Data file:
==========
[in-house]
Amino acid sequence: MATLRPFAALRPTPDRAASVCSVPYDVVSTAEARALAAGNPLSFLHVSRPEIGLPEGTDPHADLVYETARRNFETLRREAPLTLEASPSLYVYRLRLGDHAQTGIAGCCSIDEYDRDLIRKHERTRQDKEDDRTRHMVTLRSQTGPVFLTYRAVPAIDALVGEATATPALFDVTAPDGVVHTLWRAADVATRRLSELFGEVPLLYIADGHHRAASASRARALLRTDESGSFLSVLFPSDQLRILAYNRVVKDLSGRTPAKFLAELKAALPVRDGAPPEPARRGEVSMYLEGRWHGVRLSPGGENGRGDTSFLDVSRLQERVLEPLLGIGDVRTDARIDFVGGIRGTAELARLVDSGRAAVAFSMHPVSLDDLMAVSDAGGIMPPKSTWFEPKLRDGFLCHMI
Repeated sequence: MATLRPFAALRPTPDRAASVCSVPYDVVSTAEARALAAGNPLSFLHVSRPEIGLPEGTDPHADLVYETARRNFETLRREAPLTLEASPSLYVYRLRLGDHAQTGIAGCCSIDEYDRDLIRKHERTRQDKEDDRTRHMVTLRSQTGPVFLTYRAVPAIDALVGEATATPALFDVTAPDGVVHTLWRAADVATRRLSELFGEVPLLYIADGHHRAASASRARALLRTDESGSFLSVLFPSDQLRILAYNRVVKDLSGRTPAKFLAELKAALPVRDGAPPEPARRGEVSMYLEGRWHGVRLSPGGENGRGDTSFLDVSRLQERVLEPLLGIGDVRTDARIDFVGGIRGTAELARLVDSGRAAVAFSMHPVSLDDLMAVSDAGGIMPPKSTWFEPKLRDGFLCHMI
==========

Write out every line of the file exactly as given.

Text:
[in-house]
Amino acid sequence: MATLRPFAALRPTPDRAASVCSVPYDVVSTAEARALAAGNPLSFLHVSRPEIGLPEGTDPHADLVYETARRNFETLRREAPLTLEASPSLYVYRLRLGDHAQTGIAGCCSIDEYDRDLIRKHERTRQDKEDDRTRHMVTLRSQTGPVFLTYRAVPAIDALVGEATATPALFDVTAPDGVVHTLWRAADVATRRLSELFGEVPLLYIADGHHRAASASRARALLRTDESGSFLSVLFPSDQLRILAYNRVVKDLSGRTPAKFLAELKAALPVRDGAPPEPARRGEVSMYLEGRWHGVRLSPGGENGRGDTSFLDVSRLQERVLEPLLGIGDVRTDARIDFVGGIRGTAELARLVDSGRAAVAFSMHPVSLDDLMAVSDAGGIMPPKSTWFEPKLRDGFLCHMI
Repeated sequence: MATLRPFAALRPTPDRAASVCSVPYDVVSTAEARALAAGNPLSFLHVSRPEIGLPEGTDPHADLVYETARRNFETLRREAPLTLEASPSLYVYRLRLGDHAQTGIAGCCSIDEYDRDLIRKHERTRQDKEDDRTRHMVTLRSQTGPVFLTYRAVPAIDALVGEATATPALFDVTAPDGVVHTLWRAADVATRRLSELFGEVPLLYIADGHHRAASASRARALLRTDESGSFLSVLFPSDQLRILAYNRVVKDLSGRTPAKFLAELKAALPVRDGAPPEPARRGEVSMYLEGRWHGVRLSPGGENGRGDTSFLDVSRLQERVLEPLLGIGDVRTDARIDFVGGIRGTAELARLVDSGRAAVAFSMHPVSLDDLMAVSDAGGIMPPKSTWFEPKLRDGFLCHMI